US Navy Submarine Chief Petty Officer recalls when his boat was pinged by the sonar of a Spruance-class destroyer (the sonar ping sound could be heard through the hull of his submarine)

US Navy Submarine Chief Petty Officer recalls when his boat was pinged by the sonar of a Spruance-class destroyer (the sonar ping sound could be heard through the hull of his submarine)

By Dario Leone
Jul 16 2023
Share this article

The Spruance-class destroyer

The thirty-one Spruance-class destroyers were developed for the primary mission of anti-submarine warfare, including operations as an integral part of attack carrier forces.

Utilizing highly developed weapons systems (such as the AN/SQS-53B Hull Mounted Sonar and the AN/SQR-l9 (V) 3 Tactical Towed Array Sonar) the Spruance-class destroyers were designed to hunt down and destroy high speed submarines in all weather, but could also engage ships, aircraft, and shore targets. These multi-purpose combatants were also capable of providing naval gunfire support in conjunction with Marine amphibious operations worldwide.

Despite their capabilities, the US Navy retired the Spruance-class destroyers somewhat earlier than planned, decommissioning the last ship in 2005. Most Spruances were broken up or destroyed as targets (former USS Paul F. Foster (DD-964) now serves as a Self Defense Test Ship for experimental US Navy weapons and sensors). The class was succeeded as the main destroyer by the Arleigh Burke-class destroyer.

US Navy Submarine pinged by the sonar of a destroyer

James Clark, former US Navy Submarine Chief Petty Officer, recalls what it’s like being “pinged” by the sonar of a Spruance-class destroyer on Quora;

US Navy Submarine Chief Petty Officer recalls when his boat was pinged by the sonar of a Spruance-class destroyer (the sonar ping sound could be heard through the hull of his submarine)
Spruance-class destroyer USS Briscoe (DD 977)

‘I have been pinged once by a surface ship. We were entering port near dawn and our Officer of the Deck was doing his periscope sweeps before surfacing. He sighted a nearby ship and then announced they had launched a helo. We dove deep and went full ahead.

‘With fifteen minutes this weird sound started emanating in our ship. It’s not a ping. It sounds more a blue whale has decided to open up an EDM club and is showing off its sick new beats. It’s a wavering sound that goes up and down in pitch.

‘The surface ship was a Spruance-class destroyer. It had sighted our periscope and decided to prosecute. We ran for a while, let them have some ASW training and then surfaced and went into port.’

Clark concludes;

‘When I am saying pinged once, I am referring to hearing the SONAR through the hull. It could be heard on the mess decks over the TV burning a flick. The sonar operators heard plenty in sonar. Most of the time when we conducted PASSEX the SONAR was either passive only or the Active SONAR was far enough away that it could only be picked up by our sensors.’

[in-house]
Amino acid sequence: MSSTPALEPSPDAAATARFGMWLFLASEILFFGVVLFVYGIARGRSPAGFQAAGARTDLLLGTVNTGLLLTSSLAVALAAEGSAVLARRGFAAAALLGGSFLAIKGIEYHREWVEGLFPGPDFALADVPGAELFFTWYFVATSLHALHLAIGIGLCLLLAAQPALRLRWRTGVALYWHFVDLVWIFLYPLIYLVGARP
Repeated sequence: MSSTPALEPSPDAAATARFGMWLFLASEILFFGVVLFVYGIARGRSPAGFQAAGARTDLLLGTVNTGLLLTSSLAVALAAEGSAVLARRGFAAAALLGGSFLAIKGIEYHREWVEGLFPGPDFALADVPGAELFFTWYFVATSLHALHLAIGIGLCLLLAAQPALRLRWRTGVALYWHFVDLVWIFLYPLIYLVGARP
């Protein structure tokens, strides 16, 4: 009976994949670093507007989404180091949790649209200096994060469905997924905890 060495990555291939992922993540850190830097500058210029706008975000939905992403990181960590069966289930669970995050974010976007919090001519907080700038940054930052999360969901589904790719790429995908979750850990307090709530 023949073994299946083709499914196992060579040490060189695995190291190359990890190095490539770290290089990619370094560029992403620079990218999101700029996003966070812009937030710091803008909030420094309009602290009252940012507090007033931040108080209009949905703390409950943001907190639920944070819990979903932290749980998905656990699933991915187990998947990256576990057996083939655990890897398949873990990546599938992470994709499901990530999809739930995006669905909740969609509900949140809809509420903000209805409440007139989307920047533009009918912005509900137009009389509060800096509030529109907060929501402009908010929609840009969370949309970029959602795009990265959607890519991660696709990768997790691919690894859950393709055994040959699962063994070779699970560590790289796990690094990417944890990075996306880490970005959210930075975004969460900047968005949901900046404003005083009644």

US Navy Submarine Chief Petty Officer recalls when his boat was pinged by the sonar of a Spruance-class destroyer (the sonar ping sound could be heard through the hull of his submarine)
USS Asheville (SSN-758)

Photo credit: Chief Journalist Alan J. Baribeau / U.S. Navy


Share this article

Dario Leone

Dario Leone

Dario Leone is an aviation, defense and military writer. He is the Founder and Editor of “The Aviation Geek Club” one of the world’s most read military aviation blogs. His writing has appeared in The National Interest and other news media. He has reported from Europe and flown Super Puma and Cougar helicopters with the Swiss Air Force.

Leave a comment

This site uses Akismet to reduce spam. Learn how your comment data is processed.

Comments

  1. dvoraktom337@gmail.com says:

    I was stationed on the USS Spruance DD-963 the first one of the class in the 80’s

  2. kred56 says:

    USS Peterson (DD-969). 1985-87. Now on the bottom of the Gulf of Mexico.

  3. Bama06 says:

    Was in Mayport on the DD963 from 1992-93.

  4. dwfalknor2 says:

    Served aboard USS Oldendorf DD-972. Sonar was awesome.

Share this article


Share this article
Share this article

Always up to date! News and offers delivered directly to you!

Get the best aviation news, stories and features from The Aviation Geek Club in our newsletter, delivered straight to your inbox.

Error: Contact form not found.


Share this article
Back to top
My Agile Privacy
This website uses technical and profiling cookies. Clicking on "Accept" authorises all profiling cookies. Clicking on "Refuse" or the X will refuse all profiling cookies. By clicking on "Customise" you can select which profiling cookies to activate. In addition, this site installs Google Analytics in version 4 (GA4) with anonymous data transmission via proxy. By giving your consent, the data will be sent anonymously, thus protecting your privacy. We and our selected ad partners can store and/or access information on your device, such as cookies, unique identifiers, browsing data. You can always choose the specific purposes related to profiling by accessing the advertising preferences panel, and you can always withdraw your consent at any time by clicking on "Manage consent" at the bottom of the page.

List of some possible advertising permissions:

You can consult: our list of advertising partners, the Cookie Policy and the Privacy Policy.
Warning: some page functionalities could not work due to your privacy choices